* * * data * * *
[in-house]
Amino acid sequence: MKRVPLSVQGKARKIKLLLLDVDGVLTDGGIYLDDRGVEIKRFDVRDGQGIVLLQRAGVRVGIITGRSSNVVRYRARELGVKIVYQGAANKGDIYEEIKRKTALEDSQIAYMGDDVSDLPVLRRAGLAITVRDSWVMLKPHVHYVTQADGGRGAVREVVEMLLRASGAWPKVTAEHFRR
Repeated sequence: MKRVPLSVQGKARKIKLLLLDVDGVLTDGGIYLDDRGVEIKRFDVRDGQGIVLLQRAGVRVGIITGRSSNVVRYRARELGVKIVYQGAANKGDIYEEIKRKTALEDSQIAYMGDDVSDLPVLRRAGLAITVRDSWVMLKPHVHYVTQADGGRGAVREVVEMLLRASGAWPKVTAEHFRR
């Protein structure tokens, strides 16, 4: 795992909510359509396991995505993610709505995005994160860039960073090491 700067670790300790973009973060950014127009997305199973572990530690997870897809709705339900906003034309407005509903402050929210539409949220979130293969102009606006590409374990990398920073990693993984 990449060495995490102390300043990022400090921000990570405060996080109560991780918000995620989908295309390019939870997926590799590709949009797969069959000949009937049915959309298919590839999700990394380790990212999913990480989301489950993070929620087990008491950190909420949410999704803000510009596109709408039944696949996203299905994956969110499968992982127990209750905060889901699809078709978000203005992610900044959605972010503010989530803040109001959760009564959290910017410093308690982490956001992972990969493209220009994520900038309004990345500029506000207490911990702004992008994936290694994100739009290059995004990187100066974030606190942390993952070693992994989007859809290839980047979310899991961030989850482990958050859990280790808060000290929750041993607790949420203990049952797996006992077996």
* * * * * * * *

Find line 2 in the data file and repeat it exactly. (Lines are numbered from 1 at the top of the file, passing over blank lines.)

Amino acid sequence: MKRVPLSVQGKARKIKLLLLDVDGVLTDGGIYLDDRGVEIKRFDVRDGQGIVLLQRAGVRVGIITGRSSNVVRYRARELGVKIVYQGAANKGDIYEEIKRKTALEDSQIAYMGDDVSDLPVLRRAGLAITVRDSWVMLKPHVHYVTQADGGRGAVREVVEMLLRASGAWPKVTAEHFRR